Dementia is a neurological impairment intervening memory, learning, organization and planning abilities gravely. Dementia has many symptomatic ramifications—Alzheimer’s disease is one of them. Following ways can be used to manage its cognitive and behavioral consequences (Winblad et. al., 2016).
Ways to improve health outcomes
Unwanted experience of forgetting significant happenings and losing memory progressively brings immense discomfort, fear and anxiety on the part of both client and caregivers. Technological advancements have demonstrated active participation in mitigating its unwanted consequences of dementia encapsulating (Prince et. al., 2016):
They usually forget appointments and meetings with family or important phone calls, adaptive telephones are specifically designed for it
Formalized electronic clocks are designed for dementia patients because their neurological impairment renders them confused in guessing day, night and timing
Tracking devices are used to grab their location instantly because their declining memory leaves them helpless in remembering even familiar places
Many dementia associations are having online support systems where they offer their services on 24/7 basis concerning the provision of instrumental, social, informational and emotional support to the client. Number of these government and non-government programs are being operated throughout the country providing referral to the resources, professionals and support groups (Winblad et. al., 2016).
Three types of tests are used for dementia detection; psychometric, neurological and physical. Psychometric tests detect the behavioral abnormalities and thinking patterns attached with the brain functioning e.g., Dementia Rating Scale. Neurological techniques use MRI for brain imaging communicating structural abnormalities in brain. Physical exam helps regulating homeostasis and life style factors (Small, 2016).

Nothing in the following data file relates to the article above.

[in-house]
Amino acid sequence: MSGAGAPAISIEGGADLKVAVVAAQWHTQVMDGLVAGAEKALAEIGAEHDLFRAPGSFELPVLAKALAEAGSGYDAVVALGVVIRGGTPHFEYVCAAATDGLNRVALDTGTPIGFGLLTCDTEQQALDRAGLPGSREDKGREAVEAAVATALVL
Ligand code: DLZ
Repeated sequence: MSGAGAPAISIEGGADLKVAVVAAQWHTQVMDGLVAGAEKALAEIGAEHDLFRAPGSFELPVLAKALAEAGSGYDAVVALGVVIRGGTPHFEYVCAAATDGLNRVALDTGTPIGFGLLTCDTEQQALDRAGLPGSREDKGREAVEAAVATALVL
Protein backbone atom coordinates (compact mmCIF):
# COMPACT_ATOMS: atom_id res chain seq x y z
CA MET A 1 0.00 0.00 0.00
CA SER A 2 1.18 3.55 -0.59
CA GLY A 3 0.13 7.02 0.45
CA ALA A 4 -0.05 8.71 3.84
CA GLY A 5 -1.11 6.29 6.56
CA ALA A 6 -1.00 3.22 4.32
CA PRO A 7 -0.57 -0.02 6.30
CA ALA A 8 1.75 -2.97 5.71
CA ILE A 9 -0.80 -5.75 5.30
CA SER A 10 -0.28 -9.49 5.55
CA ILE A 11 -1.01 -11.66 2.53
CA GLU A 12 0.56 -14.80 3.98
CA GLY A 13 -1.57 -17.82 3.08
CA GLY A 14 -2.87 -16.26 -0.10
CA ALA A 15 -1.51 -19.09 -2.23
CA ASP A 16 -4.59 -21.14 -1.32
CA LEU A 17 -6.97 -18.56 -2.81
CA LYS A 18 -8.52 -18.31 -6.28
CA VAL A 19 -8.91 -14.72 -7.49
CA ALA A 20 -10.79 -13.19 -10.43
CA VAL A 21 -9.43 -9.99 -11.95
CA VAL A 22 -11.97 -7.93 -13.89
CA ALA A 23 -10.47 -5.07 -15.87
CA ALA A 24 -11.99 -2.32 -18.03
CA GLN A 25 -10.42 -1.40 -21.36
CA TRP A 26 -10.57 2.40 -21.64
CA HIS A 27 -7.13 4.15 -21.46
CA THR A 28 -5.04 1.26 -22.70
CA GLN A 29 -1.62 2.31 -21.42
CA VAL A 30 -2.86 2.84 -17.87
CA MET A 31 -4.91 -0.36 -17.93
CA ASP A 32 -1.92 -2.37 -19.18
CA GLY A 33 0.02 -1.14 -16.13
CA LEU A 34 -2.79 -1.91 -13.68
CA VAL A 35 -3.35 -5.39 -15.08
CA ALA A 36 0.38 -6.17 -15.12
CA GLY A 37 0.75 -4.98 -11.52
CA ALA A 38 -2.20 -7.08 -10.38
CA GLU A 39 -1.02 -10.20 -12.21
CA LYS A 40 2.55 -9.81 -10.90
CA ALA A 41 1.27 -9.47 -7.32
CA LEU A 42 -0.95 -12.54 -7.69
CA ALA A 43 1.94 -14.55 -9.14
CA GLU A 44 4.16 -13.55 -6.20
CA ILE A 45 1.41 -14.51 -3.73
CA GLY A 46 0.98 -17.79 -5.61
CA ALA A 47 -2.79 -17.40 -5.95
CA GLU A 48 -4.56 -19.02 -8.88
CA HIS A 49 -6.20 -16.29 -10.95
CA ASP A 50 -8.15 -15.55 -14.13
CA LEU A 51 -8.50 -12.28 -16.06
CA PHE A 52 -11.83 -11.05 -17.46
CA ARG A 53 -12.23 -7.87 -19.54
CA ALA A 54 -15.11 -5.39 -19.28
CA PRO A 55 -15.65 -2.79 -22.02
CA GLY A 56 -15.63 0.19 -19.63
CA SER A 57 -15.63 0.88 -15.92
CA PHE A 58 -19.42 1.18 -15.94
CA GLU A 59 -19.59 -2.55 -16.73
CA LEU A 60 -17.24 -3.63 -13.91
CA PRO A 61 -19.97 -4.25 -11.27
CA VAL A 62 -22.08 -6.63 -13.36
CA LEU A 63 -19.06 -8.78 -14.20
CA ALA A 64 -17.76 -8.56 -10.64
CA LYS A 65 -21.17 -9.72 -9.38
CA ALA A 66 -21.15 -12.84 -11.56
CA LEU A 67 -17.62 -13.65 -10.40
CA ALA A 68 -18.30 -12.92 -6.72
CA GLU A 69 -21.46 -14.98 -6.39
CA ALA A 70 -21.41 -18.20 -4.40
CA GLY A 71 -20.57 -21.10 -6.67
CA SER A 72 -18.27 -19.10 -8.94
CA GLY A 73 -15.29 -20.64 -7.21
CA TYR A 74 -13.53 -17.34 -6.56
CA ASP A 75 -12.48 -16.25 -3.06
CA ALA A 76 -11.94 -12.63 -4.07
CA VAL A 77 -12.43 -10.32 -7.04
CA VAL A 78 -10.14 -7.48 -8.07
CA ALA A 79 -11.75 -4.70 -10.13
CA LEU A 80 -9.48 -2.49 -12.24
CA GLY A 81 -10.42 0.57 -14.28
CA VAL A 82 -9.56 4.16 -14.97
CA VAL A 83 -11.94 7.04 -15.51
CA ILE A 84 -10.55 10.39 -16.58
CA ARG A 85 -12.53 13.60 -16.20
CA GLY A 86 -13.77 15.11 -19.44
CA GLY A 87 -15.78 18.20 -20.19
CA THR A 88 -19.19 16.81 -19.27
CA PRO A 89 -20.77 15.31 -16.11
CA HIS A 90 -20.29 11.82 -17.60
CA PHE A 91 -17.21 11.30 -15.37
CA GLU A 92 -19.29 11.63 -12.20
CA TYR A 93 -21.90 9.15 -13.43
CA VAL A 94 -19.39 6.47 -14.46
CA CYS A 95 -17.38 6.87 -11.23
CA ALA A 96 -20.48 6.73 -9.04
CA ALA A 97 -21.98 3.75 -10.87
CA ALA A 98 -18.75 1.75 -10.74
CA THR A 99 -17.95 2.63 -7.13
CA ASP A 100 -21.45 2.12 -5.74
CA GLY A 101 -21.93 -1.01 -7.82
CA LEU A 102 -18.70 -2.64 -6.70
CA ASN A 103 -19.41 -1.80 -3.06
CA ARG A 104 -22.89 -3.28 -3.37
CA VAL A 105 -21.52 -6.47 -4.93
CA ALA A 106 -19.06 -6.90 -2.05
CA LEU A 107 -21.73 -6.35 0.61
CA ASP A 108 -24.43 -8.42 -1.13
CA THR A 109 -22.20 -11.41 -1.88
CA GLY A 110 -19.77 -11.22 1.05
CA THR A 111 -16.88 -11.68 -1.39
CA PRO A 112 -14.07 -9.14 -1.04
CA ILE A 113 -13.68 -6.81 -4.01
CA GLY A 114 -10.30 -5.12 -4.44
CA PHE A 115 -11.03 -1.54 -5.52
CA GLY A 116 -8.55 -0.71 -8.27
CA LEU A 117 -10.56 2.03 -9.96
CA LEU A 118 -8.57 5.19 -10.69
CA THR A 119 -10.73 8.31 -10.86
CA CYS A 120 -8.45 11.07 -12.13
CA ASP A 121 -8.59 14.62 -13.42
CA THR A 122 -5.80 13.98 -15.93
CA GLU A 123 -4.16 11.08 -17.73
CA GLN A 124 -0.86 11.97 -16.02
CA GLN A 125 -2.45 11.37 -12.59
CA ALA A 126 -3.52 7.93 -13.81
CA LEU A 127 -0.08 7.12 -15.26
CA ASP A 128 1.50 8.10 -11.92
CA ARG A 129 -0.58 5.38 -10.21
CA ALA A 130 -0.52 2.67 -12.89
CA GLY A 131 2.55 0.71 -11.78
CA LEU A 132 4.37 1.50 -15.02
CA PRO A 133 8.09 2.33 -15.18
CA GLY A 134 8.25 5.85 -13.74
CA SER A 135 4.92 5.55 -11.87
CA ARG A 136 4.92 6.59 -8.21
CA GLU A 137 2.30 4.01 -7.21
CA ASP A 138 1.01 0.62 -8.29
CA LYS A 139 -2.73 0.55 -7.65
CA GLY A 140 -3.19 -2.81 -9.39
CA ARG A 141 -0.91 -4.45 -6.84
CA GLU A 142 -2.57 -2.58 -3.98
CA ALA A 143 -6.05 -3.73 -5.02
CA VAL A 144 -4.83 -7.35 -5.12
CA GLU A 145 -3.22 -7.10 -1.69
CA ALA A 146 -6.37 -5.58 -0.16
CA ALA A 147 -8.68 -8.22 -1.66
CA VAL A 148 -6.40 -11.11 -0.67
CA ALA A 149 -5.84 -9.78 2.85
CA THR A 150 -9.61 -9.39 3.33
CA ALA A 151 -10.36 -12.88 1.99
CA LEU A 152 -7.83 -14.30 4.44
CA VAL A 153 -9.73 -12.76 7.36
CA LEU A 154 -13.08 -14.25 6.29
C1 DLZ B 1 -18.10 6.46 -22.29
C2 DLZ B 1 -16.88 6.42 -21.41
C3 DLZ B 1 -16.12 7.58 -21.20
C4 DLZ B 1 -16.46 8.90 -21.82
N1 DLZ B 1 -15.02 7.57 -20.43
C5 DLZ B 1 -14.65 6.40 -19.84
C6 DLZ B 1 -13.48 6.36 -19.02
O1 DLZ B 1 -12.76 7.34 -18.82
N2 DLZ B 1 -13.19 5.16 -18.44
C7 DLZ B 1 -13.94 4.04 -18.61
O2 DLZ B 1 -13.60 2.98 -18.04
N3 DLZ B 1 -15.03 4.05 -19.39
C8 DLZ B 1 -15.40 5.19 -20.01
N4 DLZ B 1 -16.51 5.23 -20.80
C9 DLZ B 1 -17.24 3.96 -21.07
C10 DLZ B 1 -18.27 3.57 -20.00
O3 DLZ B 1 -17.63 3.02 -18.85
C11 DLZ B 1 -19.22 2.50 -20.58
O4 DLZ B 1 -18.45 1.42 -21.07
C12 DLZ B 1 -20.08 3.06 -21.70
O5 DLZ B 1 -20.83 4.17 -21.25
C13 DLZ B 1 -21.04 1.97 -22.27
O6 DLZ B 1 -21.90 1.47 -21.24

Outreach programs targeted at dementia patients aim at providing training and supervision to the clients based on the evidence-based approaches, widely acknowledged by the researchers, field practitioners and patients. These programs focus more on gaming, reminiscing, effective communication skills—both verbal and non verbal in nature, arts and crafting, gardening and music playing. These activities are highly symptom specific in nature e.g., reminiscing for recalling memories (Winblad et. al., 2016).
Referral and follow-up
Dementia can be managed through electronic instruments but some cases are severe enough requiring professional assistance—referral is offered to ease their struggle for finding best suited clinics and professionals—neuropsychologists, psychologists, geriatricians and neurologists. Severity can be estimated through inconclusive diagnosis, behavioral ramifications, atypical presentation and family disputes (Small, 2016).
Winblad, B., Amouyel, P., Andrieu, S., et al. (2016). Defeating Alzheimer’s disease and other dementias: a priority for European science and society. Lancet Neurol., 15, 455–532. Retrieved from https://www.ncbi.nlm.nih.gov/pubmed/26987701
Small, G. W. (2016). Detection and prevention of cognitive decline. Am J Geriatr Psychiatry, 24, 1142–1150. Retrieved from https://www.ncbi.nlm.nih.gov/pubmed/27745823
Prince, M., Comas-Herrera, A., Knapp, M., et al. (2016). World Alzheimer report 2016: improving healthcare for people living with dementia: coverage, quality and costs now and in the future. London, UK: Alzheimer’s Disease International. Retrieved from https://www.alz.co.uk/research/WorldAlzheimerReport2016.pdf2016.
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